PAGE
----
In America, the average veterinarian’s x-ray falls in the $150-$250 range although it does vary and can be higher than that. But when you adjust for pounds sterling you can see a massive difference in charges.

In France, The Times discovered that the average charge for a consultation is £30 whereas in Britain it is now £55. On the continent the charge for a female dog sterilisation procedure is £250. In Britain, on average, it is £400.

Some fees are enormous and can be as high as £20,000 for a double hip dysplasia surgery operation.

What is happening is not only are the independent veterinary clinics selling out to corporate businesses and charging more, cat and dog owners are increasingly taking up pet insurance to help see them through these extraordinary costs. And when veterinarians know that their client is paying through health insurance, they feel emboldened to increase their charges. This is an inflationary spiral: increased charges, increased insurance take up, increased charges. Research by Tesco Bank suggest that more than 50% of pet owners in the UK now have pet health insurance.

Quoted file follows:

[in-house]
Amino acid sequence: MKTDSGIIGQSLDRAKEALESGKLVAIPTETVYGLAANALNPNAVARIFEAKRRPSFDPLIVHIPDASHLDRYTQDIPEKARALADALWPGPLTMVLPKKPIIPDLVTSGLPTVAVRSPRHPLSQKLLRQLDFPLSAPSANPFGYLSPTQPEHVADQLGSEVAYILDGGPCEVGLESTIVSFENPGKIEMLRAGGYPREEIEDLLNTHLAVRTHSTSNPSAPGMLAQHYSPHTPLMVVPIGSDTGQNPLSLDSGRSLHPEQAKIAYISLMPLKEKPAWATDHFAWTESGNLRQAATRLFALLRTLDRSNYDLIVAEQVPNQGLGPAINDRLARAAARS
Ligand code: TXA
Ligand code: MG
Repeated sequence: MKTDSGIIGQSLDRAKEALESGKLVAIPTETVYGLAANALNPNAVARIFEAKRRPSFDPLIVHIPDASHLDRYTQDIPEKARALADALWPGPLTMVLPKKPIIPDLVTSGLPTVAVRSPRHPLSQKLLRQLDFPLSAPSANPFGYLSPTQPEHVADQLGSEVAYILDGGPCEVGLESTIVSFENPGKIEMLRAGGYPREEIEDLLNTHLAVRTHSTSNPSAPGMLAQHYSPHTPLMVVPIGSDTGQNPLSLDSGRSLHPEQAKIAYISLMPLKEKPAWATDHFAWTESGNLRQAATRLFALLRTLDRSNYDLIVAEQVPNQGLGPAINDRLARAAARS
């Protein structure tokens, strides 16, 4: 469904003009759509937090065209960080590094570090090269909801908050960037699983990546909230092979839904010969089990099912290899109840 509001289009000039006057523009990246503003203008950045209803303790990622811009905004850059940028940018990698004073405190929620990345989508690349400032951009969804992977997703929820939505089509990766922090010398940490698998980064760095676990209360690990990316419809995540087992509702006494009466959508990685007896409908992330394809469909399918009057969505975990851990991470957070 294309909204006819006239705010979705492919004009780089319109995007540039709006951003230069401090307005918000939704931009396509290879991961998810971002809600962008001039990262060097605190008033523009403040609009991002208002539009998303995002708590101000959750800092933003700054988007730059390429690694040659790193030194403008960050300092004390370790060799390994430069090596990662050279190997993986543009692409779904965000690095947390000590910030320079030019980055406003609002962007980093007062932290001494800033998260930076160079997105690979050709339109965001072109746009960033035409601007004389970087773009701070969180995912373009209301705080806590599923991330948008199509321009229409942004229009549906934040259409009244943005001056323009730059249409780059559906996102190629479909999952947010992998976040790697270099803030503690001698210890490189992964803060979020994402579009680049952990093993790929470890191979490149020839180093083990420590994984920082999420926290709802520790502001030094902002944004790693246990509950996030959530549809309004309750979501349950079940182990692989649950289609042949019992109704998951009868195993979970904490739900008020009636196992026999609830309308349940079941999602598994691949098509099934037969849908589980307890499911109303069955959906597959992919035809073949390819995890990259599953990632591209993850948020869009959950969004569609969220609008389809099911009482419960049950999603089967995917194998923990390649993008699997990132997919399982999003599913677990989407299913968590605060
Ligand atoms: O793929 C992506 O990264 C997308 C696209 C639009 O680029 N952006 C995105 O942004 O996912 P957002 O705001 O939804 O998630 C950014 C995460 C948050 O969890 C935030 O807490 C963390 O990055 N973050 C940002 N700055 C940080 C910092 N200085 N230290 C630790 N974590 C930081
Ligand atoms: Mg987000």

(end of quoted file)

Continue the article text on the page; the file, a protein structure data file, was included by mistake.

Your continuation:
In defence, the veterinary conglomerates would say that they are providing a gold standard service but in truth – and I’m being a bit cynical – they are simply justifying exorbitant and exploitative costs.

Susie Samuel of VetHelpDirect said that most people who take their pets abroad for treatment do so while they are on holiday abroad. They might go to France, Spain, Poland or perhaps Turkey. The problem of course is, as you might imagine, that there are pet passport issues in travelling with your pet to a foreign country and further, there is the issue of after-care. It would seem to me to be next to impossible to receive proper after-care if your cat or dog received an operation in Turkey.

But despite those barriers, people feel compelled to go abroad for pet treatments.